It is not science fiction, but it is close. And a professor in Taipei is looking into it.
Richard Chen (陳榮彬), who teaches urban fiction at National Taiwan University, wrote an article in July last year about what he called the rise of a new genre of literature in the West — climate fiction — and he is now preparing a paper on the subject that is to be presented at an international conference at Fu Jen Catholic University this month.
In last year’s article, titled “Not Just Science Fiction” (不只是科幻小說), Chen said that a new literary genre called “cli-fi” was gaining media attention, with reports in London’s Guardian and Financial Times newspapers as well as in the New Yorker magazine and National Public Radio in the US, but he had not heard of it until he read a Guardian article by British writer Rodge Glass in May last year.
Climate fiction is inspired by climate change and global warming.
“Cli-fi, for me, is indeed too important to be ignored by readers in Taiwan,” Chen said in an e-mail last month. “It has already been boosted by such international writers as Margaret Atwood in Canada and Nathaniel Rich in America.”
The paper Chen is writing will be the first academic paper in the world to focus on cli-fi as an emerging literary genre and will review its history and literary background.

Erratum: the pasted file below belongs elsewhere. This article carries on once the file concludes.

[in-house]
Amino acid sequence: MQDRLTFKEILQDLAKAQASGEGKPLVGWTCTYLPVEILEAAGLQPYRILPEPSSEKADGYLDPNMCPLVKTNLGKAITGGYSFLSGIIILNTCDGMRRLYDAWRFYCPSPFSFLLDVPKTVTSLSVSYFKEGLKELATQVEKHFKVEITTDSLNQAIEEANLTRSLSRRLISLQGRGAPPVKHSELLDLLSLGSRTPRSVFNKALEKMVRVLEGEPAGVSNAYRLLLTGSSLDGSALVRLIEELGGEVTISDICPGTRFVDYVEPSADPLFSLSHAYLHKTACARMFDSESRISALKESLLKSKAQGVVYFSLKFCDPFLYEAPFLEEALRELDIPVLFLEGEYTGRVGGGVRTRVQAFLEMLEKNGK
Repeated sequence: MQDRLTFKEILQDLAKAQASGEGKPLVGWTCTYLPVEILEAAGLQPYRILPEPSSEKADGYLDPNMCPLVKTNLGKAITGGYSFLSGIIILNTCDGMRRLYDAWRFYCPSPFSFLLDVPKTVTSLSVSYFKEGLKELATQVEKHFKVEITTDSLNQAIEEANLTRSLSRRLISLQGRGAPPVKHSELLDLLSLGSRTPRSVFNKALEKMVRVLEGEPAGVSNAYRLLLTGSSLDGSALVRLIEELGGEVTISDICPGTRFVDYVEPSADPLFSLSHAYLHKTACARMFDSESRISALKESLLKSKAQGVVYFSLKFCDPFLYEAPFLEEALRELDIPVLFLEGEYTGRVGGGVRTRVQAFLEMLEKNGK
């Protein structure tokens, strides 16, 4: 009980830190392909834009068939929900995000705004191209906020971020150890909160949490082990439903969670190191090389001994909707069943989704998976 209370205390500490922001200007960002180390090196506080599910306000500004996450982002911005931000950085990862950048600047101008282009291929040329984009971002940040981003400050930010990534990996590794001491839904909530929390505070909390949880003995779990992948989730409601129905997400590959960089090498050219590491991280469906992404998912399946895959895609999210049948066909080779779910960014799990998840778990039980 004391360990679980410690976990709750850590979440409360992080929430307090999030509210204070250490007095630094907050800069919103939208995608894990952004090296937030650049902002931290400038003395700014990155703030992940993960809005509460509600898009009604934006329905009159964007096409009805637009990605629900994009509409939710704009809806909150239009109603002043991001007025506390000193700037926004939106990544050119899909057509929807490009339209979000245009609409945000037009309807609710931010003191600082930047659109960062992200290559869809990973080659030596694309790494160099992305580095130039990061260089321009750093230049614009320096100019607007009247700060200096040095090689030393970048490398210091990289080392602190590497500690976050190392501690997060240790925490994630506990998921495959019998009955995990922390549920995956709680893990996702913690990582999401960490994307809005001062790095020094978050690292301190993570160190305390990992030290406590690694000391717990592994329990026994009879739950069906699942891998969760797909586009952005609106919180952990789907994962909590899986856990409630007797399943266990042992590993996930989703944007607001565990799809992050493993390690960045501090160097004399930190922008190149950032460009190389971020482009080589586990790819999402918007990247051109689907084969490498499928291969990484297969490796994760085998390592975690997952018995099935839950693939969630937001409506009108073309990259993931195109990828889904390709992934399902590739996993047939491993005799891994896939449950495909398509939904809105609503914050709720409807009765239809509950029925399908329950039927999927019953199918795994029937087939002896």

Chen said he plans to demarcate the line between cli-fi and traditional sci-fi works.
“While cli-fi is usually filled with apocalyptic and moral implications of climate catastrophes, sci-fi is usually filled with the intention of exploring the possibilities of science and its relationship with humankind. Climate fiction is not only about global warming, but it appears to be also intended as a ‘global warning’ which can send messages to as many people as possible,” he said.
While there have not been any cli-fi novels published in Taiwan or other Asian countries, Chen said he believes the genre still has to grow more in the West to become popular in this country.
“Movies such as The Day After Tomorrow and the upcoming Noah by Hollywood director Darren Aronofsky, about the bibilical flood 5,000 years ago, resonate with Taiwanese audiences, so cli-fi novels will likely be written and published as the genre gains steam worldwide,” he said.
With climate change and global warming popular topics on Taiwanese TV shows and in newspaper editorials, Chen said he believes the cli-fi genre is sure to find a home in Taiwan as well.